Founded in 1826, the Adelphi Distillery is now Scotland’s most acclaimed independent bottler of single casks of rare malt whisky.
In 1993, The great-grandson of Archibald Walker, Jamie, revived the Adelphi name as an independent bottler. Jamie was determined not to sacrifice quality for volume, and he was equally adamant that this should be continued when he sold the company in 2004.
Under new ownership, Adelphi continues to bottle straight from the finest casks without colouring or chill filtration.
Remaining completely independent, Adelphi is able to offer bottlings from an extensive range of distilleries with Charles Maclean chairing our highly experienced nosing team in the pursuit of excellence.
From left to right: Alex Bruce (Sales & Marketing Director), Gordon Hamilton (Warehouse & Logistics Manager), Antonia Bruce (European Sales), Keith Falconer (Chairman), Liz Macdonald (Company Secretary), Donald Houston (Director).
Keith Falconer and his neighbour in Argyll, Donald Houston, had approached Jamie on a recommendation, to buy a hogshead of whisky. In fact, they were so impressed that they ended up buying the whole company. After 25 years of working as a chartered accountant and fund manager, Keith was looking for a more entrepreneurial kind of challenge. Donald, like Keith, had backed off from fulltime involvement in his global engineering business, and was equally excited to be involved in the whisky trade.
The team was rounded off by Alex Bruce and his sister, Antonia: whisky is in the blood. Their mother, an Usher, is a direct descendant of Andrew Usher who is credited with pioneering blended whisky, and their father, Lord Elgin, is a patron and former Grand Master of the Keepers of the Quaich. Alex was also made a Keeper of the Quaich in 2006. He has trained with Remy Martin and J&B, and latterly headed up a new office for Friarwood Fine Wines in Scotland. Antonia joined Adelphi in 2009 afer several years with Pol Roger UK; Liz Macdonald: Liz is former P.A. to the Beatles, and joined Adelphi in 2004 as Company Secretary; Gordon Hamilton: Gordon came on board in August 2010 to implement and run the new warehouse and bottling facility in Fife. With over 25 years of experience at Glenmorangie, he has hit the ground running.
We have recently welcomed Graeme Bowie in the role of Distillery Manager for our new Ardnamurchan project. Graeme has been in the industry since 1985 working at Glen Grant, Balmenach and latterly as Assistant Distillery Manager for Balblair. His breadth of distilling knowledge and production bodes well for the future of distilling in Ardnamurchan; and in Fife, we have been joined by Luisa Stucchi and Lewis Hamilton. Luisa brings a wealth of experience in PR, marketing and administration, and Lewis has already tamed the bottling machine.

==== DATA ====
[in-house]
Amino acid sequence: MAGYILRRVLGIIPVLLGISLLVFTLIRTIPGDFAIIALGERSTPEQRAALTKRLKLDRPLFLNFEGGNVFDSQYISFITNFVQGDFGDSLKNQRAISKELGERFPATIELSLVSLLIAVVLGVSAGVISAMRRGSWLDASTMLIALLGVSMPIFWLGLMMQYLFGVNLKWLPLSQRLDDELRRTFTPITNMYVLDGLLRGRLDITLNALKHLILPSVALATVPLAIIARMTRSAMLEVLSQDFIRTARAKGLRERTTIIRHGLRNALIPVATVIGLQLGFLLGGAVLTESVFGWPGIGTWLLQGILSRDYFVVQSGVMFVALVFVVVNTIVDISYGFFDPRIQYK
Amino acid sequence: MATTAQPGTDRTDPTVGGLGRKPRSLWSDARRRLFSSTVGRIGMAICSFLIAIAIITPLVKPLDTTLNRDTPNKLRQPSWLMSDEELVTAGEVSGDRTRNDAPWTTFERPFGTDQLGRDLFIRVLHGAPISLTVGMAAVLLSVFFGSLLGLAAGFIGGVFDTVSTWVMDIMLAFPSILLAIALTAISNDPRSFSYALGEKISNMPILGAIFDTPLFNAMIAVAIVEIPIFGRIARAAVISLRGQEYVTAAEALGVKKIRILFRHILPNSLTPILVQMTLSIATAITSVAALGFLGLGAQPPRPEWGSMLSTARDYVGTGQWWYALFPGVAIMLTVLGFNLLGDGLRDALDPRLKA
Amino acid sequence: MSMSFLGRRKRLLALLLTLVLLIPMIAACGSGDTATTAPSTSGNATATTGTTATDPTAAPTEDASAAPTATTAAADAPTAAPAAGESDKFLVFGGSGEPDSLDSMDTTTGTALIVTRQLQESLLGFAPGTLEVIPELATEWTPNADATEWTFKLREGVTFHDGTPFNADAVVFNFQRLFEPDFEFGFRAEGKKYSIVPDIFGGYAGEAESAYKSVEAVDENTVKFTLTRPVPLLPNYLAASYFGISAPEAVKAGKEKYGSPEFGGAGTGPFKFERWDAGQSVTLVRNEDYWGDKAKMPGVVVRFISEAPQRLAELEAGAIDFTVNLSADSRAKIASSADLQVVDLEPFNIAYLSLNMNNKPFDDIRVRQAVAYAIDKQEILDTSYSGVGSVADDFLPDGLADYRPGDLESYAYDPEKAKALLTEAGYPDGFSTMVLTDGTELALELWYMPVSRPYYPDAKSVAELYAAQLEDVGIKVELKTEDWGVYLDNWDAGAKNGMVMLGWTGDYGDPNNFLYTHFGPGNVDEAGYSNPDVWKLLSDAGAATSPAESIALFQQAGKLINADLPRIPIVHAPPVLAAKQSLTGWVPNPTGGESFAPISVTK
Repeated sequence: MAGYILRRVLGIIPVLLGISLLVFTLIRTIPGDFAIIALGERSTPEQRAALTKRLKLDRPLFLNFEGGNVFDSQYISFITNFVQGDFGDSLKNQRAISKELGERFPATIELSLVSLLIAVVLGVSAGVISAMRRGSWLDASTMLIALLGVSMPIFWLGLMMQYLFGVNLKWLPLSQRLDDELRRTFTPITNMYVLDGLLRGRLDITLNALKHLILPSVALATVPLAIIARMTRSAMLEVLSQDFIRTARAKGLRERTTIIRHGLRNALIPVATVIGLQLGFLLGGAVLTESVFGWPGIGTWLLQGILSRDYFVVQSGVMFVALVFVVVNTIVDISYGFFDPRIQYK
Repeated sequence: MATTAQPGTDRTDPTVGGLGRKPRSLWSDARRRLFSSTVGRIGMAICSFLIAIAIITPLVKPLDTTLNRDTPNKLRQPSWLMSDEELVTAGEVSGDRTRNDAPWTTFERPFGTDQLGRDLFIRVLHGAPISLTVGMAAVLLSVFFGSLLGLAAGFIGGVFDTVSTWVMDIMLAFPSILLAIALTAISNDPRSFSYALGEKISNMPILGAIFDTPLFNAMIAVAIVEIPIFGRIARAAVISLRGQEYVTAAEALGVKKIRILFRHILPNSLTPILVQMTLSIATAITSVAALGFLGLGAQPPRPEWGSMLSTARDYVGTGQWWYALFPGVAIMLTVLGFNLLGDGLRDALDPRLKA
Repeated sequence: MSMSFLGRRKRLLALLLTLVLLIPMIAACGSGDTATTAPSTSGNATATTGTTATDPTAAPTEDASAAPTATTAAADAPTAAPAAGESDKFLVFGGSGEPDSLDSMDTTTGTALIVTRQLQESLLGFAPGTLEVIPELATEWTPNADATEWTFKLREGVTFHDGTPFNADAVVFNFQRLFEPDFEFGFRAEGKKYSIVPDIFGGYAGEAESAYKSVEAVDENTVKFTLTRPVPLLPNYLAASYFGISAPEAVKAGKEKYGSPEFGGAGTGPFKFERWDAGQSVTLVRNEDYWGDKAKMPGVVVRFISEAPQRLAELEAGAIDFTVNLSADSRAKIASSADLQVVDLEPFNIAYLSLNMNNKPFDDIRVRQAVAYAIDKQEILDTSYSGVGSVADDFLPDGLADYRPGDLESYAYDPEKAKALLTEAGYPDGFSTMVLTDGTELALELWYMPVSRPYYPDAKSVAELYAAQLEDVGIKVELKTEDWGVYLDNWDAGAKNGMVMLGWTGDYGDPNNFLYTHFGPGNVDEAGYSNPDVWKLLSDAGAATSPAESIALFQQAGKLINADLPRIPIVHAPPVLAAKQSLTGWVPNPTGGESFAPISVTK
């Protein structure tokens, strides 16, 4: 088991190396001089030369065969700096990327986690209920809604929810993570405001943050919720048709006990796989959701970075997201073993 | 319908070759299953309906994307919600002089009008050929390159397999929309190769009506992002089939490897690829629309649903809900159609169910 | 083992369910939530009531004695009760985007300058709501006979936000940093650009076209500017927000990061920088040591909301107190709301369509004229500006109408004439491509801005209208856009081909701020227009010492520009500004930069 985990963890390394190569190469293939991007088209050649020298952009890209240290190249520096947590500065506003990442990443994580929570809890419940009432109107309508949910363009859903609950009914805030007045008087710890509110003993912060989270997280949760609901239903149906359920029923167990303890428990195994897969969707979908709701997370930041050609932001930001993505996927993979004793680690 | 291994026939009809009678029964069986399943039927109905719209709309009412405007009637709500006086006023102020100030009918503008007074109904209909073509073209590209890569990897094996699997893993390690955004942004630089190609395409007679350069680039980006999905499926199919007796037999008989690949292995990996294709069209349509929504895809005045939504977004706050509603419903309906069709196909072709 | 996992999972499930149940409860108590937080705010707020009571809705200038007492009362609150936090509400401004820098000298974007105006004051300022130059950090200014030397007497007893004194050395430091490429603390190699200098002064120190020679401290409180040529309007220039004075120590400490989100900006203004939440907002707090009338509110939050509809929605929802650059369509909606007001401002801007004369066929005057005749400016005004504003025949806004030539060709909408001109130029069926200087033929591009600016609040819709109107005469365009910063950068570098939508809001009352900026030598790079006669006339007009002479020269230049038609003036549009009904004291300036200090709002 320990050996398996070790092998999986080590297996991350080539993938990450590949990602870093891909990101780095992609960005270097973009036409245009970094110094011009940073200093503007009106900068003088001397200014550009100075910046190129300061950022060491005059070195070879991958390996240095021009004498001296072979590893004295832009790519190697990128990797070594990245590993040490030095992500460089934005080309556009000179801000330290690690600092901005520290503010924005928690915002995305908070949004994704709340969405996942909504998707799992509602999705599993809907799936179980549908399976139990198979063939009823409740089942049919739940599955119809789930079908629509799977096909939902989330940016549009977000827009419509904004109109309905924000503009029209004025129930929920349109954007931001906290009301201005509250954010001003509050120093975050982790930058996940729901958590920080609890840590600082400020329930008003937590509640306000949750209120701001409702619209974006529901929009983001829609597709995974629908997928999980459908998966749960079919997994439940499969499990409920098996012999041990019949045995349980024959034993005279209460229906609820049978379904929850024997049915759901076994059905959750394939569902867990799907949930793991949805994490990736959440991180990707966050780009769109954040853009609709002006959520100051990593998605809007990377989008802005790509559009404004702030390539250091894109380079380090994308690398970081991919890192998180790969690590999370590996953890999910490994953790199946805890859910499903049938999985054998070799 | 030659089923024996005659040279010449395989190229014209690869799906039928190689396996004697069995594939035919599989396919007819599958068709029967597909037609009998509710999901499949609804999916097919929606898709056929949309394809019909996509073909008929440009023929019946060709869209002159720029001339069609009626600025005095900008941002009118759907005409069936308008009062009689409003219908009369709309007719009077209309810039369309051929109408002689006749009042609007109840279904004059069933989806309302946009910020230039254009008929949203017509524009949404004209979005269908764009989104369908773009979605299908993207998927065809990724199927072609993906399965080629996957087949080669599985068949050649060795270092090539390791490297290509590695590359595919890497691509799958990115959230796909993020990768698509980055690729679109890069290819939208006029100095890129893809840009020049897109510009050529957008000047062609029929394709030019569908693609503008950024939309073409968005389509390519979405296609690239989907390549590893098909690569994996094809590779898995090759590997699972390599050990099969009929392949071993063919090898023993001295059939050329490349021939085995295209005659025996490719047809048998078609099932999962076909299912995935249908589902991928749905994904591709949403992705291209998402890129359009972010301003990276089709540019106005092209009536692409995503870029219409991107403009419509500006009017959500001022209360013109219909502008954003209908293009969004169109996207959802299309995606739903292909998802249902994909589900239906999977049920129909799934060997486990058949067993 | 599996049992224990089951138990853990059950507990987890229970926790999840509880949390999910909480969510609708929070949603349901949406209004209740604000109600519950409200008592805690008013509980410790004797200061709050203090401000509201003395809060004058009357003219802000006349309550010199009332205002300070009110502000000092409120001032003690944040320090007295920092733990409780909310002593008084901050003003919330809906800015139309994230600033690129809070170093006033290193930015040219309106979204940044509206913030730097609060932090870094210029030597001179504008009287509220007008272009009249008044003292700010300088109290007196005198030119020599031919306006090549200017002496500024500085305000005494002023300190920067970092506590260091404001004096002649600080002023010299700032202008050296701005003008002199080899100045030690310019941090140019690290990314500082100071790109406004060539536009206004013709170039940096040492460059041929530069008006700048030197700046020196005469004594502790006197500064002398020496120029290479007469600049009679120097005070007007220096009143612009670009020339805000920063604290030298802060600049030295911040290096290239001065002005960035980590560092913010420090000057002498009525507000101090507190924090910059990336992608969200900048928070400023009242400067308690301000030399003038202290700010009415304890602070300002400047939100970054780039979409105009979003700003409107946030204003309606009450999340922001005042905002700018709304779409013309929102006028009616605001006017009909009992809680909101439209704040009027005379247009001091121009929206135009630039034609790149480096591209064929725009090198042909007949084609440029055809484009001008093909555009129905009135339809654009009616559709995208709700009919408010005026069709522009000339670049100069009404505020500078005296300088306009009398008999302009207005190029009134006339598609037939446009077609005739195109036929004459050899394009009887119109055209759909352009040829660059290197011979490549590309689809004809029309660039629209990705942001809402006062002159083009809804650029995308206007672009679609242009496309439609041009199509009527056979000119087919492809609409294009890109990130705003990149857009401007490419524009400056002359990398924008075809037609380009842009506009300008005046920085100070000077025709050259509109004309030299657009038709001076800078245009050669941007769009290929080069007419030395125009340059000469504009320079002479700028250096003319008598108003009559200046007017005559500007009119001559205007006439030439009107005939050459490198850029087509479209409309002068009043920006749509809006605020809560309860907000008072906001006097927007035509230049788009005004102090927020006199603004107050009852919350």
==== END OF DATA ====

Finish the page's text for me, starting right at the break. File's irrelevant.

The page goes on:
Graeme Bowie, Ardnamurchan Distillery Manager
Adelphi was originally established by the Gray brothers, Charles and David, in 1826 on what had been a two-acre orchard. It stood just south of the Clyde's Victoria Bridge on the northern edge of the Gorbals.
The Gray family operated the distillery throughout its existence, but around 1880 its ownership was acquired by Messrs A. Walker and Co, who already owned two big distilleries in Liverpool and Limerick respectively. Walkers injected new capital and expanded the works to include a large Coffey still to make grain spirit. In 1886, the Coffey still and four pot stills were all in full production, with an annual output of 516,000 gallons. It had ten 16,000 gallon washbacks, with two more under construction. Three wash charges held 45,000 gallons in all, the wash stills 6,000 gallons each and the spirit stills 4,500 gallons each. It had six steam engines - the largest massive brute of 80 horse power - and six boilers ranging in size up to 28 by nine feet in diameter. The whole was dominated by huge circular chimney with a flared top.
Unlikely as it seems. Loch Katrine Adelphi was one of the first victims of Edwardian rationalisation after the late-Victorian boom. It was bought by DCL in 1902 and between then and 1907 distilling ceased. Its history since then is vague, but the distillery buildings were not in fact demolished until 1968-70, with the chimney coming down in 1971. The bonded warehouses stayed in use for many years, though they too are now gone and indeed Inverkip Street itself is no more.
- extract from Brian Townsend's 'Scotch Missed - The Lost Distilleries of Scotland' published in 1993.